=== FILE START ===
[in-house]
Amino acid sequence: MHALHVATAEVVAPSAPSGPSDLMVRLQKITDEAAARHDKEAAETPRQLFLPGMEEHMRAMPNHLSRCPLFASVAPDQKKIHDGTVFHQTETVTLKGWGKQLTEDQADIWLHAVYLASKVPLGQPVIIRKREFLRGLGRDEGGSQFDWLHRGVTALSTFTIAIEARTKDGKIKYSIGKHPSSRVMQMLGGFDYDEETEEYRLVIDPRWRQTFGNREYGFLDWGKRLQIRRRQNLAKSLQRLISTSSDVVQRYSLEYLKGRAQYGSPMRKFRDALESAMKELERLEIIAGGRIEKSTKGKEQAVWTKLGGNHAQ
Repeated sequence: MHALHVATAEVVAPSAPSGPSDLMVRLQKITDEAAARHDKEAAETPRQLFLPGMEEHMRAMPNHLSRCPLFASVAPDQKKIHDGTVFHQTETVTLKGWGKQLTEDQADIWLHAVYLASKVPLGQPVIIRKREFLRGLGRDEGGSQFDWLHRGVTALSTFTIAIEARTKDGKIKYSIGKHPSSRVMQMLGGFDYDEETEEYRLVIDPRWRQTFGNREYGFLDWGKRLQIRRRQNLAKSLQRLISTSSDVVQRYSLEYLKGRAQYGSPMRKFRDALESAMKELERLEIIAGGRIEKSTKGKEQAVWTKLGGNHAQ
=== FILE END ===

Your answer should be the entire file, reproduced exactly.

[in-house]
Amino acid sequence: MHALHVATAEVVAPSAPSGPSDLMVRLQKITDEAAARHDKEAAETPRQLFLPGMEEHMRAMPNHLSRCPLFASVAPDQKKIHDGTVFHQTETVTLKGWGKQLTEDQADIWLHAVYLASKVPLGQPVIIRKREFLRGLGRDEGGSQFDWLHRGVTALSTFTIAIEARTKDGKIKYSIGKHPSSRVMQMLGGFDYDEETEEYRLVIDPRWRQTFGNREYGFLDWGKRLQIRRRQNLAKSLQRLISTSSDVVQRYSLEYLKGRAQYGSPMRKFRDALESAMKELERLEIIAGGRIEKSTKGKEQAVWTKLGGNHAQ
Repeated sequence: MHALHVATAEVVAPSAPSGPSDLMVRLQKITDEAAARHDKEAAETPRQLFLPGMEEHMRAMPNHLSRCPLFASVAPDQKKIHDGTVFHQTETVTLKGWGKQLTEDQADIWLHAVYLASKVPLGQPVIIRKREFLRGLGRDEGGSQFDWLHRGVTALSTFTIAIEARTKDGKIKYSIGKHPSSRVMQMLGGFDYDEETEEYRLVIDPRWRQTFGNREYGFLDWGKRLQIRRRQNLAKSLQRLISTSSDVVQRYSLEYLKGRAQYGSPMRKFRDALESAMKELERLEIIAGGRIEKSTKGKEQAVWTKLGGNHAQ